Irvin Cooper, Professor of Music Education at Florida State University (1950-1971), was the originator of the Cambiata Concept. One day, Don L. Collins, one of Cooper’s doctoral students (1967 to 1970), was chatting informally with Cooper, when the future of the concept surfaced. Cooper somberly stated, “If the concept is to remain alive, it may well be left up to you.” In spring 1979, eight years after Cooper’s death, Dr. Collins founded the Cambiata Vocal Institute of America, an incorporated, nonprofit, state-chartered educational institution. Over the next fifty years, the concept has been kept alive, and it has proliferated in the classrooms of thousands of music educators and church musicians throughout the world. Through 2014, Dr. Collins (1939-2016) remained the Institute’s director. In early 2015, Dr. Collins invited Dr. Alan C. McClung to serve as the new director of the Cambiata Institute of America for Early Adolescent Vocal Music. The Institute’s primary purpose has always been to promote quality music for the changing voice and to offer vocal/choral music educators a sound training into the comprehensive philosophy and methodology of the cambiata concept. The Cambiata Institute’s basic tenets follow:
- Music is a discipline and should be taught as such. Through structured curriculum individuals are taught (1) to understand and respond to the written language of music, (2) to sing with ease and beauty through proper vocal/choral technique, and (3) to communicate the message of the text and aural musical sound in an artistic and stylistic fashion.
- Vocal music is an innate ability of all humans. With discipline, it can be developed into a meaningful art form that heightens one’s asethetic values that reflect life’s fundamental nature.
- The four ingredients in music include melody, rhythm, harmony, and form. All should be experienced as an aural art before learning to navigate the written musial language.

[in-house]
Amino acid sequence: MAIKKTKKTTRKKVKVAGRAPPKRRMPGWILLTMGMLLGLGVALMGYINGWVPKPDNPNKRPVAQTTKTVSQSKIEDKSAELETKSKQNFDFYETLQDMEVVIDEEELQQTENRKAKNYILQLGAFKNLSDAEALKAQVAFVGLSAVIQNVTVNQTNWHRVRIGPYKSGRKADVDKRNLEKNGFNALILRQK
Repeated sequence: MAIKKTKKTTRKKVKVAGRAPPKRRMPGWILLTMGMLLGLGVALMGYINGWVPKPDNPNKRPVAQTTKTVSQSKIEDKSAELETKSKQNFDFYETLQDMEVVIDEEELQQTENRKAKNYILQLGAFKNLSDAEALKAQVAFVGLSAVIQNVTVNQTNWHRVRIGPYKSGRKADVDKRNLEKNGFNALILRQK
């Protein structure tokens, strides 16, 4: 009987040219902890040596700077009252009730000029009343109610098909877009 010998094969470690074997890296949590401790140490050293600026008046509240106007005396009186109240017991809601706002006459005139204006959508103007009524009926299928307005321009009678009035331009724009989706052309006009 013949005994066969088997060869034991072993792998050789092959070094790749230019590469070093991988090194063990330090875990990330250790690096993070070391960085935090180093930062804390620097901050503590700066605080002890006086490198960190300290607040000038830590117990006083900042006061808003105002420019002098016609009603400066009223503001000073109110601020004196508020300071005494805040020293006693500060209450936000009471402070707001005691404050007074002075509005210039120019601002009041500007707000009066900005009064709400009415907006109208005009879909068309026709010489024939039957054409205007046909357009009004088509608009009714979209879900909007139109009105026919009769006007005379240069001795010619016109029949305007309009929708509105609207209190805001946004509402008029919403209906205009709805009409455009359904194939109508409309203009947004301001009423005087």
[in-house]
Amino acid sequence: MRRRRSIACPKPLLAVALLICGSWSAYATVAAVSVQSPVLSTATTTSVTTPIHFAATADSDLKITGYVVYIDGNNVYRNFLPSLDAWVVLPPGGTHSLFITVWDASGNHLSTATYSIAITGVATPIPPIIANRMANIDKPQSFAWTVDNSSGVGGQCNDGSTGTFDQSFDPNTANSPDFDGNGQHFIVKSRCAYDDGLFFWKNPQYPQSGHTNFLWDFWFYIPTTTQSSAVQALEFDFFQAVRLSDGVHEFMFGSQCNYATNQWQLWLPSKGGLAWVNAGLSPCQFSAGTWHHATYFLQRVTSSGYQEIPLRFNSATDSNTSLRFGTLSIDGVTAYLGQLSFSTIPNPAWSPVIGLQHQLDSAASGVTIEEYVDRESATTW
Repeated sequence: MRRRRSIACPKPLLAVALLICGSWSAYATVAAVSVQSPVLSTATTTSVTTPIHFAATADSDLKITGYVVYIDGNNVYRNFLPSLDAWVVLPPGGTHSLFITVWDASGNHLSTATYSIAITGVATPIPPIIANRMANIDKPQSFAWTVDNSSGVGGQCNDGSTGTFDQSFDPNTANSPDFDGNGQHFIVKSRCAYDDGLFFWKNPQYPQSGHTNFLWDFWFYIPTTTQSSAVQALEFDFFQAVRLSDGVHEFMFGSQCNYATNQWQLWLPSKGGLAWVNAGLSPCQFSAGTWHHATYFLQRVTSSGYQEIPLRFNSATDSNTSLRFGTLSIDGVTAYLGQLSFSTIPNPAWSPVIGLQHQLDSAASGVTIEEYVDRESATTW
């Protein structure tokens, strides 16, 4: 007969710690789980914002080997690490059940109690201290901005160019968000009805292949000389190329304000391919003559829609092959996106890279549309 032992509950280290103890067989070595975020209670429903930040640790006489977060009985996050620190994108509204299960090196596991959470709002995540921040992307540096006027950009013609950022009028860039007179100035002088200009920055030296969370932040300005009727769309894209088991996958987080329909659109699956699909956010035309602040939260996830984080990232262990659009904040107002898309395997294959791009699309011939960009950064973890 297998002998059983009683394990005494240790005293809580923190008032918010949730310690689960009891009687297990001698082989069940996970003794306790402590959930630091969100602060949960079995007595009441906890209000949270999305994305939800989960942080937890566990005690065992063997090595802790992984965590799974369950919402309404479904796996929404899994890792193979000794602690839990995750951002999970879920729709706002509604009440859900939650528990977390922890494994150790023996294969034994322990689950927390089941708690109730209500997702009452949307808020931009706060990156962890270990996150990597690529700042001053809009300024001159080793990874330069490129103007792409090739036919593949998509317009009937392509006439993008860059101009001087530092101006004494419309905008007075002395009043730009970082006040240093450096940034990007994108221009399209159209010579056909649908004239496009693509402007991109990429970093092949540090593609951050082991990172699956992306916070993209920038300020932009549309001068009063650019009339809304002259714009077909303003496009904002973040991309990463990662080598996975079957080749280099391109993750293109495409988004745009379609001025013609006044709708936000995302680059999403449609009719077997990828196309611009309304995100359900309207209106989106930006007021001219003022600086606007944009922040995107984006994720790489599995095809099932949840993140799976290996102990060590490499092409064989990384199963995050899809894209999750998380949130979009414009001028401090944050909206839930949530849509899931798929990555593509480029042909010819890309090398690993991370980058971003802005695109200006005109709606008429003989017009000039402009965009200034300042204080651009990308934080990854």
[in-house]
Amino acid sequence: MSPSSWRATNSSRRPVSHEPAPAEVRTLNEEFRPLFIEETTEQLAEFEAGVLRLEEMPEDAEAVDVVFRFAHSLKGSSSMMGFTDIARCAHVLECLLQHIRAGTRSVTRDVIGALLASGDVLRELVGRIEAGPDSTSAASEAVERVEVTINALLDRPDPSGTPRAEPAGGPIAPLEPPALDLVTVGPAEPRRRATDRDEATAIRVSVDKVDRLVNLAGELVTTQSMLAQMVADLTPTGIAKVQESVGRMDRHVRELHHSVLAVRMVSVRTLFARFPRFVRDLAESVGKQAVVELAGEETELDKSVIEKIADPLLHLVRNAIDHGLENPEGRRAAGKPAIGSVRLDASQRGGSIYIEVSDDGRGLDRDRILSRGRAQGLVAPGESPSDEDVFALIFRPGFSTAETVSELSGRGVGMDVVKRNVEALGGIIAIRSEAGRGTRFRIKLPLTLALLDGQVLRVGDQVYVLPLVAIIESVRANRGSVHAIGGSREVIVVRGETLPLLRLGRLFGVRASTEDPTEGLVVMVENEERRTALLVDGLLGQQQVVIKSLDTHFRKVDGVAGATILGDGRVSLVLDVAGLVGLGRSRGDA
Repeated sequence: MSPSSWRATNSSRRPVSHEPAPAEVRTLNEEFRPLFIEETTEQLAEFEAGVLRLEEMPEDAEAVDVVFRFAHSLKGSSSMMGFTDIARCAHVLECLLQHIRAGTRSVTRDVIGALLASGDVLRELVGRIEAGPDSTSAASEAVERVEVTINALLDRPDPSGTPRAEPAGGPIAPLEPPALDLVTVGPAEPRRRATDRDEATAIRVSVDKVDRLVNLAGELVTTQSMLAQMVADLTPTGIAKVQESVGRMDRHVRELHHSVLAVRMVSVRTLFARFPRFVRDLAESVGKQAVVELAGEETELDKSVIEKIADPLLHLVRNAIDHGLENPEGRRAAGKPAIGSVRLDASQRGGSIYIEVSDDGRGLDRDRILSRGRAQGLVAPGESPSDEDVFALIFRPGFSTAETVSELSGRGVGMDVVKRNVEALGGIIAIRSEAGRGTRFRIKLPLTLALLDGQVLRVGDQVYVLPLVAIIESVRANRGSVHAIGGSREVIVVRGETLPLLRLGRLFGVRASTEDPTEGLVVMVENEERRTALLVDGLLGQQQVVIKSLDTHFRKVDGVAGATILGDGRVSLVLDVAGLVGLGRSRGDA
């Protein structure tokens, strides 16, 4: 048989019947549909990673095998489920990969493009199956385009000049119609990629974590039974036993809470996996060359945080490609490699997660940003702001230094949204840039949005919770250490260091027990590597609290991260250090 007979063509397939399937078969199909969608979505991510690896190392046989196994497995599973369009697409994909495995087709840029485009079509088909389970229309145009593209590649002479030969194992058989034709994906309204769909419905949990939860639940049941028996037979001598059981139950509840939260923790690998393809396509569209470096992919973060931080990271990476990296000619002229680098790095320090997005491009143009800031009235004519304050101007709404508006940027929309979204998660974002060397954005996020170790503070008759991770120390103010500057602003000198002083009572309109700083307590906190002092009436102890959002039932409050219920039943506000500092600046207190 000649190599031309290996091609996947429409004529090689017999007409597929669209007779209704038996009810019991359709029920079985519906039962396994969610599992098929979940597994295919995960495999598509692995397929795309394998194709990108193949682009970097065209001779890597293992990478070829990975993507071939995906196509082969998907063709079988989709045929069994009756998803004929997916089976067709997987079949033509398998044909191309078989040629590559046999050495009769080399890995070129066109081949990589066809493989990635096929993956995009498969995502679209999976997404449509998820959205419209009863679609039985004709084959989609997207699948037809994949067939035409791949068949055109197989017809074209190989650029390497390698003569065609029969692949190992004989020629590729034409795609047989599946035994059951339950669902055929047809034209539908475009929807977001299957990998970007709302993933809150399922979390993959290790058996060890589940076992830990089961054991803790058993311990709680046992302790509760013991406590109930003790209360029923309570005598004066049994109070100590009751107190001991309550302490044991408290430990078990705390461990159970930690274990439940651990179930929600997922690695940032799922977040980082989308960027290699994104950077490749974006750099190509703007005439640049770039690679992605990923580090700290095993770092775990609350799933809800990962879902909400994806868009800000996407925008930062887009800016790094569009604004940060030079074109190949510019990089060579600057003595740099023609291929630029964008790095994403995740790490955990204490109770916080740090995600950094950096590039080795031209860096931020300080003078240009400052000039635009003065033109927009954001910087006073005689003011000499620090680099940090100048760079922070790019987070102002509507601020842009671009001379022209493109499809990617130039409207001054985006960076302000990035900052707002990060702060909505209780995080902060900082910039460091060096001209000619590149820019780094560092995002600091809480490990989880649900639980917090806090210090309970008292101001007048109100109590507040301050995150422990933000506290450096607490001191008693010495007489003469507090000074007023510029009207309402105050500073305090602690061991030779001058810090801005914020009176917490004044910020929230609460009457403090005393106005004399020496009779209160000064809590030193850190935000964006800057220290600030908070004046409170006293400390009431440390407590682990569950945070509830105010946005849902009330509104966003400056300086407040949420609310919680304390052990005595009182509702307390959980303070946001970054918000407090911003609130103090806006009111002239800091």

- The study of music not only prepares one for professional service; but more importantly, it develops sensitive, artistic individuals who are better equiped to confront life’s challenges successfully.
- Americans have an extensive music heritage. Singers should experience and express themselves in a pleatha of musical styles.
The term “music educator” immediately brings to mind the training of teachers for service in the public schools. The scope of Cambiata Institute of America for Early Adolescent Vocal Music encompasses the public school and more. It serves five distincit areas:
- PUBLIC, PRIVATE INDEPENDENT, PRIVATE PAROCHIAL, and HOME SCHOOL EDUCATION: These four examples encompass the traditional teacher-training arena.
- CHURCH MUSIC EDUCATION: Society’s church music heritage lies in teaching adolescents to express their faith in song. Church vocal/choral musicians hold that key to success. They deserve to be trained in the vocal needs of the early adolescent.
- PRIVATE VOCAL STUDIOS: Increasingly, early adolescent vocal students study voice on a private basis. To teach the early adolescent singer successfully, the private voice instructor must be appropriately trained.
- THE BOY CHOIR TRADITION: Institutions, that specifically train choral musicians to become boy choir directors, are rare. The boy choir is an important part of the American choral tradition that should be preserved. Knowledge of the changing voice is essential for success.
- PROFESSIONAL EARLY-ADOLESCENT VOCAL SINGING: Vocal music directors, who are responsible for professionally-based adolescent singers (examples include stage-theater singers and commerical singers), need appropriate training that focuses on the needs of the early adolescent voice.
Institute activities have sponsored vocal/choral music workshops in almost every state in the United States as well as abroad.
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